Poop-eating slugs are infecting Hawaiians with brain parasites

Poop-eating slugs are infecting Hawaiians with brain parasites

A horrifying neurological disease is spreading thanks to an invasive mixed-species mollusk called semi-slugs, according to a new study.

There have been a total of 82 cases of the brain infection, known as rat lungworm, from the parasite in Hawaii between 2007 and 2017, a new investigation by the Aloha State’s health officials has found. The study is considered to be the most comprehensive tally of reported cases to date.

The number of victims includes both locals and tourists, and likely underestimates the number of infections, the study says, as asymptomatic individuals may not report.

In one case last year, a New York teen returned from a family vacation to Hawaii in January and was diagnosed with the disease in mid-March.

The research, published Monday in the American Journal of Tropical Medicine and Hygiene, suggests the infections were likely caused by people ingesting parasite-carrying mollusks that are half snail and half slug — aka the semi-slug. Other carriers of rat lungworm include Cuban slugs, giant African snails and marsh slugs, researchers say.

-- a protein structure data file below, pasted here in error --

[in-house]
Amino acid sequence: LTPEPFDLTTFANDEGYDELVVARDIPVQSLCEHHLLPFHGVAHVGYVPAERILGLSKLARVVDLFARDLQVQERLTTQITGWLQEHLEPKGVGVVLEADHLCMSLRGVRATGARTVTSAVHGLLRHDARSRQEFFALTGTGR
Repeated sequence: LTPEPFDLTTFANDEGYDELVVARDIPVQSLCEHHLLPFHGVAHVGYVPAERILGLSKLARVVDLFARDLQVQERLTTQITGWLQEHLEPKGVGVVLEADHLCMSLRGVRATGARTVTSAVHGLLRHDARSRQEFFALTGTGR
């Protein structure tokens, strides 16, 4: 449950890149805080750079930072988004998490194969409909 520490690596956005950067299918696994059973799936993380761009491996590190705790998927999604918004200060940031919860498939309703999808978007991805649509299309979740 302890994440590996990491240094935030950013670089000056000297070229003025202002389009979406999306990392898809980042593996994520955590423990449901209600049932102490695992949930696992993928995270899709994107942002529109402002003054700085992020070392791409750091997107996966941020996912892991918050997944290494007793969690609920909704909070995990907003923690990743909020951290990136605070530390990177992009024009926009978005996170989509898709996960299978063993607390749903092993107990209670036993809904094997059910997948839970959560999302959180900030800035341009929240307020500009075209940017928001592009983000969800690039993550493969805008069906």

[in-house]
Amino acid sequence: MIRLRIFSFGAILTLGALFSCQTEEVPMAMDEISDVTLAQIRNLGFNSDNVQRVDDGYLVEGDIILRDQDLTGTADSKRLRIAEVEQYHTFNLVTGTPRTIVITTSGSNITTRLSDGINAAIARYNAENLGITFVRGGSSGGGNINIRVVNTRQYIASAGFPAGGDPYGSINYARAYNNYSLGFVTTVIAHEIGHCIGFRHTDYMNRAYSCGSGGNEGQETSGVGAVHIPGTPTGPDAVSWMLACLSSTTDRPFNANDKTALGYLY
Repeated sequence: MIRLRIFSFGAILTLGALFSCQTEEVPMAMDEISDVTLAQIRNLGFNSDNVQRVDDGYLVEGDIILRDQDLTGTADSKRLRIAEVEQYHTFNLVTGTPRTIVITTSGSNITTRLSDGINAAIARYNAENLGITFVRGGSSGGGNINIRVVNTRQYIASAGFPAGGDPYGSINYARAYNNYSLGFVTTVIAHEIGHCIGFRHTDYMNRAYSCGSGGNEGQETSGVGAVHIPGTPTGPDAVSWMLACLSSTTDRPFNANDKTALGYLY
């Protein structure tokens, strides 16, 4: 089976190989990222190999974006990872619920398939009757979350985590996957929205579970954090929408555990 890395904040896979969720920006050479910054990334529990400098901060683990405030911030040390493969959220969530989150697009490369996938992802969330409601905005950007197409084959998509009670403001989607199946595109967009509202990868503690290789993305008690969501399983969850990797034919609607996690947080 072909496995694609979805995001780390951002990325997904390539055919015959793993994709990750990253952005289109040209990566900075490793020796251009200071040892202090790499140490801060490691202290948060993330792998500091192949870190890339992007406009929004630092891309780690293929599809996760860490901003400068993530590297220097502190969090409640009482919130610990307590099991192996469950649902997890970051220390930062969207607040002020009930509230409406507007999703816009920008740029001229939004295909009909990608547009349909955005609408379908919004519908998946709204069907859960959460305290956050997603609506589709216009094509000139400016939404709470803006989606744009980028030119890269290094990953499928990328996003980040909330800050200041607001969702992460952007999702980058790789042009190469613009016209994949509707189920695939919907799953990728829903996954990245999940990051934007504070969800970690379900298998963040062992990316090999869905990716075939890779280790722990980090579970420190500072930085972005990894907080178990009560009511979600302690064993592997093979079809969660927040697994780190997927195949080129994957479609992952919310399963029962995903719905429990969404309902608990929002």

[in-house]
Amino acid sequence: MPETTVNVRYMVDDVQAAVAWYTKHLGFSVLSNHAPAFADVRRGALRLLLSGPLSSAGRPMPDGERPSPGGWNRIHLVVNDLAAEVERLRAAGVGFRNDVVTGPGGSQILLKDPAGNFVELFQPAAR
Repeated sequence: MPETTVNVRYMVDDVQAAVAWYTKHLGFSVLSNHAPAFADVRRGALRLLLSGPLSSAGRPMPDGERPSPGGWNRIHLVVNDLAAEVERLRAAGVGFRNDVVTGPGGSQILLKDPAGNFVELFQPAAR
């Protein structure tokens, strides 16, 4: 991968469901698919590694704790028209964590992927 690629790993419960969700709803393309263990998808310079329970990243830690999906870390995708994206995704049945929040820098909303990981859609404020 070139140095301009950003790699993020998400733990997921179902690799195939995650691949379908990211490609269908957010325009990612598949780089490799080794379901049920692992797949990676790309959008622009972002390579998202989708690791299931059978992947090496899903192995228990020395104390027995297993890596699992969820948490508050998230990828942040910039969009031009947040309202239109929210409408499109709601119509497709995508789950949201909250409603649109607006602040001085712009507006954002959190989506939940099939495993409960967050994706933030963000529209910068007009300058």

The disease starts as a parasitic nematode (angiostrongylus cantonensis) that lays eggs inside rats, which the rodents then poop out. Slugs and snails then eat the tainted feces, and rats then eat the snails and slugs, continuing the cycle and keeping the parasite alive.

According to Hawaii’s Disease Outbreak Control Division, humans can become infected “if they eat (intentionally or otherwise) a raw or undercooked infected intermediate host, thereby ingesting the parasite.” Drinking from a garden hose is one road to infection, Hawaii’s Department of Health specifically warns.

Some of those infected are asymptomatic, while others experience anything from mild discomfort to paralysis to — in two documented cases in the period researchers looked at in Hawaii — death.

In 2016, Hawaii established a task force to combat the potentially fatal disease. “There is no specific treatment yet identified for this disease, so finding the best ways to prevent its spread and educate the public is crucial,” the governor’s office said at the time.

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